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Vanilla extract nutrition, glycemic index, calories, and serving size

*all the values are displayed for the amount of 100 grams

Complete nutrition and health benefits analysis for Vanilla extract

Vanilla extract


Vanilla extract is commonly used in baking as a flavouring. Not only does it add a pleasantly sweet aroma, but it also enhances all flavours of the mixture it is added to.

Vanilla extract usually has a dark brown colour, however artificial vanilla extract can also be clear.

Vanilla extract is made from the seed pods of the vanilla orchid. These beans later go through a long process of blanching, fermenting and conditioning, after which they are soaked in a solution of ethanol and water. This is called the extraction process, the result of which is vanilla extract (1).

The main compound that is responsible for vanilla extract’s qualities is called vanillin. Pure vanilla extract contains natural vanillin, as well as many other components, whereas artificial vanilla extract is made completely out of artificially derived synthetic vanillin. However, synthetic vanillin is chemically identical to its natural counterpart.


Vanilla is only used in small amounts, however it can add nutrients to the final product, slightly altering its nutritional value.

Depending on whether the vanilla extract is natural or artificial, as well as the conditions of its production, the nutritional value may change.

A serving size of vanilla extract is the average amount of this flavouring that is added to recipes and it is equal to 4.2g or one teaspoon.

Macronutrients and Calories

Being liquid, 53% of vanillin extract consists of water, with another 34% consisting of ethyl alcohol or ethanol.

Calories in Vanilla Extract

One teaspoon or a serving size of vanilla extract contains about 12 calories.

Carbohydrates in Vanilla Extract

Carbohydrates make up for about 13% of vanilla extract. This means one teaspoon of vanilla extract contains around half a gram of carbohydrates.

The carbohydrate composition is completely made of sugars and contains no dietary fiber.

Nonetheless, pure vanilla extract, without added sugars, does not contain carbohydrates.

Protein in Vanilla Extract

The protein content in vanilla extract is negligible, as a 100g of vanilla extract contains only 0.06g of protein.

Fats in Vanilla Extract

The fat content of vanilla extract is also insignificant. Vanilla extract, naturally, does not contain cholesterol or trans fats.


Vanilla extract is not very rich in vitamins. It contains moderate levels of vitamin B2, vitamin B3, vitamin B6, vitamins B1 and B5. 

However, vanilla extract completely lacks vitamin D, vitamin A, both folic acid and folate forms of vitamin B9, vitamin K, vitamin B12, vitamins E and C.


Vanilla extract is relatively high in manganese. It also contains moderate to low amounts of copper, potassium, calcium, magnesium, zinc, iron and phosphorus. It does not contain selenium.

Vanilla extract is low in sodium.  

Glycemic Index

A specific number has not been calculated for vanilla extract’s glycemic index, however it is low.


As about 90% of vanilla extract consists of water and alcohol, its acidity is near neutral, meaning the pH is around 7.

The acidity of vanilla extract based on potential renal acid load (PRAL) has been calculated to be -3.3, making it alkaline. PRAL shows the capacity of base or acid production of the food, inside the human body.

You can also have a look at our nutrition infogrpahic and the charts below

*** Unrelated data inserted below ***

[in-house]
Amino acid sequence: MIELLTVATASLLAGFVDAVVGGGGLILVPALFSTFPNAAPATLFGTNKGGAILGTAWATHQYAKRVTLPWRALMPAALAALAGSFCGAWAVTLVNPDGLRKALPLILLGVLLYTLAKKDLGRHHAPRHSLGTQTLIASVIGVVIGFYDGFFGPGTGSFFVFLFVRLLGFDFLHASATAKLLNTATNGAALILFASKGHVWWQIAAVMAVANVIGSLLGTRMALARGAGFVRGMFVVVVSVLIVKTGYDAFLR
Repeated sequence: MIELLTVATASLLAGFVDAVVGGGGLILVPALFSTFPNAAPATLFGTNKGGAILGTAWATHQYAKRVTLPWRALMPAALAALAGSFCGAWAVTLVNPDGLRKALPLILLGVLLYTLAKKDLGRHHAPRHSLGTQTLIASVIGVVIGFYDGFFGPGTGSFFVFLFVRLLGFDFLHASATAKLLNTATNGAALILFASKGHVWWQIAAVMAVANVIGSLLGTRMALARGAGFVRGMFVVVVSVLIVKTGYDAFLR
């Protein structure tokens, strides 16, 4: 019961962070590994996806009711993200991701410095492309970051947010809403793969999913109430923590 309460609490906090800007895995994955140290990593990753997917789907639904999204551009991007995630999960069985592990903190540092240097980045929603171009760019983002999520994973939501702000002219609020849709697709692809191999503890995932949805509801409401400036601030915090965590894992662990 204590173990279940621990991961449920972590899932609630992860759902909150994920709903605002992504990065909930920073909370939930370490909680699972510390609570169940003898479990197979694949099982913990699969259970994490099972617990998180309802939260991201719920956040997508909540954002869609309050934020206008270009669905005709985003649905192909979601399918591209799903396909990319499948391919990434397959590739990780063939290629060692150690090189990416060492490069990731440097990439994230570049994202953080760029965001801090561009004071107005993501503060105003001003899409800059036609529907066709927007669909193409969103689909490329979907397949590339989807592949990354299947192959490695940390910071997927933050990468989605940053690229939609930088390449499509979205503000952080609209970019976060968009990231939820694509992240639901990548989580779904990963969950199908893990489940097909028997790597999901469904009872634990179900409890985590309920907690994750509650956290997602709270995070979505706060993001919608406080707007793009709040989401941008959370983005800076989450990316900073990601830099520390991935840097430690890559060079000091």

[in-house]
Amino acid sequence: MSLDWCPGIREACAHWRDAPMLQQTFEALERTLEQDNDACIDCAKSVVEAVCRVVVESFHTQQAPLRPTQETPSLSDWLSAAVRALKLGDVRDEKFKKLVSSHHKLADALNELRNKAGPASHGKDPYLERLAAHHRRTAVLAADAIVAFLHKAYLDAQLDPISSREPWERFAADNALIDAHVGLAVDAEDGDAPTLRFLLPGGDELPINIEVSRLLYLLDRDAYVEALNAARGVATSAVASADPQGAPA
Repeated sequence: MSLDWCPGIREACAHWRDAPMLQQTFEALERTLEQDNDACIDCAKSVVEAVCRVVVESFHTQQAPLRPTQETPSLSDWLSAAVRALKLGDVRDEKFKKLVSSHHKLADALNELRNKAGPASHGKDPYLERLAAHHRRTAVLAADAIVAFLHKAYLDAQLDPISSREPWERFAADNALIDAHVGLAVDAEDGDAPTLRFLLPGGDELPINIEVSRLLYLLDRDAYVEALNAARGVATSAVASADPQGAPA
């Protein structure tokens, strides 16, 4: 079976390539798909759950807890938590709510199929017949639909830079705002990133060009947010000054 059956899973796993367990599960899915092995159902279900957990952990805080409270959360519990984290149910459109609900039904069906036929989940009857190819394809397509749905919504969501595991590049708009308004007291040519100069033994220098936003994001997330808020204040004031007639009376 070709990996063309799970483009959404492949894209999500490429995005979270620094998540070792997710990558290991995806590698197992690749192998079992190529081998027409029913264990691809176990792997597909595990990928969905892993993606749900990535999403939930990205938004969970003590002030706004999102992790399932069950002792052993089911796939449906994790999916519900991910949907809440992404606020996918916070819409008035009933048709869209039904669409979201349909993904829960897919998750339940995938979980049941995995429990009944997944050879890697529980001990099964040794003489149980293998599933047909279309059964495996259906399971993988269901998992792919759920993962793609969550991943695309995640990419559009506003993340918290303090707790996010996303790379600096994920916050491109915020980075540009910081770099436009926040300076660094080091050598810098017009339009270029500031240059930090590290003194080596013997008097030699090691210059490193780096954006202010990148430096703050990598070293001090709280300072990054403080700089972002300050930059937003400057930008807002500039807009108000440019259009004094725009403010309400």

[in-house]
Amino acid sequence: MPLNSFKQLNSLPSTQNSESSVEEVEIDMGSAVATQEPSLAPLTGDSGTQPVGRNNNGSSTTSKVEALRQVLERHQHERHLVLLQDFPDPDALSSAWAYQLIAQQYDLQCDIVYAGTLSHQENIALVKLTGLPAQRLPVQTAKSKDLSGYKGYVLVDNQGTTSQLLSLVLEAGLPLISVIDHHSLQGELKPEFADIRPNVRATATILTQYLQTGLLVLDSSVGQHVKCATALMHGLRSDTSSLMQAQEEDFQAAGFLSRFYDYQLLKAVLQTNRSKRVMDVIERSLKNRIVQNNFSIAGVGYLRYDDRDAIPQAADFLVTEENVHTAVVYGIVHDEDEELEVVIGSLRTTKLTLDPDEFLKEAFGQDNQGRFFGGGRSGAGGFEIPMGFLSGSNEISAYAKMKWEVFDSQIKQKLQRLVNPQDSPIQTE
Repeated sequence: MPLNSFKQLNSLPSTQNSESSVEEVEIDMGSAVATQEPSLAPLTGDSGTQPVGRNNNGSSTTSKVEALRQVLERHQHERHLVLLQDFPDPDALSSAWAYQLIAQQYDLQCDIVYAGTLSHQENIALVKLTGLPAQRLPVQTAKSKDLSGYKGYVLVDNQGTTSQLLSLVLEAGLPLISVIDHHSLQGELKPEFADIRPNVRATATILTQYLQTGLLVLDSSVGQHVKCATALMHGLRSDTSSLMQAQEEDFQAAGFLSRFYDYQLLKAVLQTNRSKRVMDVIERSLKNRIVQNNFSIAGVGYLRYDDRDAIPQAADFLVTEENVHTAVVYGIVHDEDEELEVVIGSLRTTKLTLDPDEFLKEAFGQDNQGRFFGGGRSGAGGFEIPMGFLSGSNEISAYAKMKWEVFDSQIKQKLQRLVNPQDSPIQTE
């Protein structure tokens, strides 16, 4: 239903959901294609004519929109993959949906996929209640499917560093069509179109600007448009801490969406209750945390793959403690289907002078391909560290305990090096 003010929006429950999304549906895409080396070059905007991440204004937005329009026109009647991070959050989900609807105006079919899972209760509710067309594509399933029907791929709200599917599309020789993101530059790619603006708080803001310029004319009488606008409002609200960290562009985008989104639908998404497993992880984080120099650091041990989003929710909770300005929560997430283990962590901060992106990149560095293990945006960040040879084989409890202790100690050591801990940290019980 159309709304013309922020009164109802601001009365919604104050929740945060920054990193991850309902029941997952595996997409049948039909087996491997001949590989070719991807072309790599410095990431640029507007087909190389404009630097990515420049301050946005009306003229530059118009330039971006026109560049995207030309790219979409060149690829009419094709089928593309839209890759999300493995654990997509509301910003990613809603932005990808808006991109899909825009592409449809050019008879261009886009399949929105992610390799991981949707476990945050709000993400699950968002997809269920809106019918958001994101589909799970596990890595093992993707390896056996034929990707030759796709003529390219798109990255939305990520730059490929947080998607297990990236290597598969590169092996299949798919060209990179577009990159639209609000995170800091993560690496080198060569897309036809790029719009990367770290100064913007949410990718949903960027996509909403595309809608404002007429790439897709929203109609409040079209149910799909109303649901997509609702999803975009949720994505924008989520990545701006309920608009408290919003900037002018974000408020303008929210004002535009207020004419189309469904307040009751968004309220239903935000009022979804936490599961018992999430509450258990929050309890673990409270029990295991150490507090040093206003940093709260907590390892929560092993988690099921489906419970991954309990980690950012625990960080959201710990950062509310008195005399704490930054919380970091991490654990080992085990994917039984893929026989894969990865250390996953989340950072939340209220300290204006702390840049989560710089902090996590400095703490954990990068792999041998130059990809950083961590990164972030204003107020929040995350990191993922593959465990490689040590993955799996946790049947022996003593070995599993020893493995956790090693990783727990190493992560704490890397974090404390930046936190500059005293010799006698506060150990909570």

Vanilla extract nutrition infographic

Vanilla extract nutrition infographic
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Weight Loss & Diets

Vanilla extract overall consists mostly of water and alcohol, therefore is very low in calories. An average amount of vanilla extract that is usually used in recipes is one teaspoon, which contains almost no fats and only half a gram of carbohydrates.

Vanilla extract can be used as a natural sweetener instead of white sugar for people trying to lose weight. In comparison to white sugar, vanilla extract has a much lower glycemic index and about 8 times less carbohydrates.

Here we will discuss how vanilla extract fits in some diets.



Vanilla extract can be used as a carb-free sweetener on this diet. However, you have to be careful when choosing vanilla extract to use on a keto diet, as some vanilla extract has added sugars in it (2). 


Vanilla extract is low in sodium. It is acceptable on the DASH diet.


You can use vanilla extract on the Atkins diet (3). Low or no carb vanilla extract is preferred.


Even though vanilla flowers are not native to the Mediterranean areas, the modern Mediterranean diet often includes vanilla extract.


Artificial vanilla extract is not paleo friendly (4). However, homemade, sugar-free vanilla extract with organic alcohol can be considered acceptable on this diet. 

Vegan/ Vegetarian/ Pescetarian

As vanilla extract is a plant product, it is naturally acceptable in vegan, vegetarian and pescetarian diets.


Vanilla extract can be used on this diet, especially if it is sugar-free.

Intermittent Fasting

As most foods, you can use vanilla extract during the eating periods, but refrain from it during the eating periods.

Low Fat & Low Calorie

Vanilla extract contains 12 calories per teaspoon and almost no fats, therefore it fits in both low fat and low calorie diets. 

Low Carb

One teaspoon of vanilla extract contains about a gram of carbohydrates. However, you can make homemade pure vanilla extract without added sugars.

Anti Inflammatory

Vanilla extract has been studied to possess antioxidant qualities (5), therefore it can be used on an anti inflammatory diet.


Vanilla extract does not have a significant effect on the digestive system, so it is acceptable to use on a BRAT diet.



Article author photo Victoria Mazmanyan
Profession: Yerevan State Medical University
Last updated: December 03, 2020